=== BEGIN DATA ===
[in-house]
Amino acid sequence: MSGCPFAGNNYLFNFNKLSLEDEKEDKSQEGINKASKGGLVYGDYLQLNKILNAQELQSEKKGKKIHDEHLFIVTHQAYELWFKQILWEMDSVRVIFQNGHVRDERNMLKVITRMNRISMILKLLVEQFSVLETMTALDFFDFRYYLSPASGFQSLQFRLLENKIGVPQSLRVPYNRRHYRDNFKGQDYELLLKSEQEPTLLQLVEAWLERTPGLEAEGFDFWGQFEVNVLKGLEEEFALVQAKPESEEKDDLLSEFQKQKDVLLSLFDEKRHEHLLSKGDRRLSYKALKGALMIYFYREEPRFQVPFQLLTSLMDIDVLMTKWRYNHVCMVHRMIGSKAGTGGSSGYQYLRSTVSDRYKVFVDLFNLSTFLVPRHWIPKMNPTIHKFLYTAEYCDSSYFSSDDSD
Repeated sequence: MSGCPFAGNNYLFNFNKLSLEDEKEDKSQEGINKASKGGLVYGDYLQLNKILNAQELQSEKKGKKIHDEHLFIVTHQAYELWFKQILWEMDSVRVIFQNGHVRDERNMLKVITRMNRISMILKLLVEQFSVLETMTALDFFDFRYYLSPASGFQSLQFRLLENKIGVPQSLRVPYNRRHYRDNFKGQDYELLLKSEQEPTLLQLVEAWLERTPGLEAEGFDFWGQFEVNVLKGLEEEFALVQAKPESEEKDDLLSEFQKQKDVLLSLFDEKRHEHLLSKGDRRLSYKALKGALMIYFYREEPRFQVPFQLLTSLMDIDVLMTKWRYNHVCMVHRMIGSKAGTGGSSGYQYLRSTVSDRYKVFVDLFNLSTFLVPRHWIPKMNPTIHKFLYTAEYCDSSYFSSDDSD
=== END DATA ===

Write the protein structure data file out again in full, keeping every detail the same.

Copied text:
[in-house]
Amino acid sequence: MSGCPFAGNNYLFNFNKLSLEDEKEDKSQEGINKASKGGLVYGDYLQLNKILNAQELQSEKKGKKIHDEHLFIVTHQAYELWFKQILWEMDSVRVIFQNGHVRDERNMLKVITRMNRISMILKLLVEQFSVLETMTALDFFDFRYYLSPASGFQSLQFRLLENKIGVPQSLRVPYNRRHYRDNFKGQDYELLLKSEQEPTLLQLVEAWLERTPGLEAEGFDFWGQFEVNVLKGLEEEFALVQAKPESEEKDDLLSEFQKQKDVLLSLFDEKRHEHLLSKGDRRLSYKALKGALMIYFYREEPRFQVPFQLLTSLMDIDVLMTKWRYNHVCMVHRMIGSKAGTGGSSGYQYLRSTVSDRYKVFVDLFNLSTFLVPRHWIPKMNPTIHKFLYTAEYCDSSYFSSDDSD
Repeated sequence: MSGCPFAGNNYLFNFNKLSLEDEKEDKSQEGINKASKGGLVYGDYLQLNKILNAQELQSEKKGKKIHDEHLFIVTHQAYELWFKQILWEMDSVRVIFQNGHVRDERNMLKVITRMNRISMILKLLVEQFSVLETMTALDFFDFRYYLSPASGFQSLQFRLLENKIGVPQSLRVPYNRRHYRDNFKGQDYELLLKSEQEPTLLQLVEAWLERTPGLEAEGFDFWGQFEVNVLKGLEEEFALVQAKPESEEKDDLLSEFQKQKDVLLSLFDEKRHEHLLSKGDRRLSYKALKGALMIYFYREEPRFQVPFQLLTSLMDIDVLMTKWRYNHVCMVHRMIGSKAGTGGSSGYQYLRSTVSDRYKVFVDLFNLSTFLVPRHWIPKMNPTIHKFLYTAEYCDSSYFSSDDSD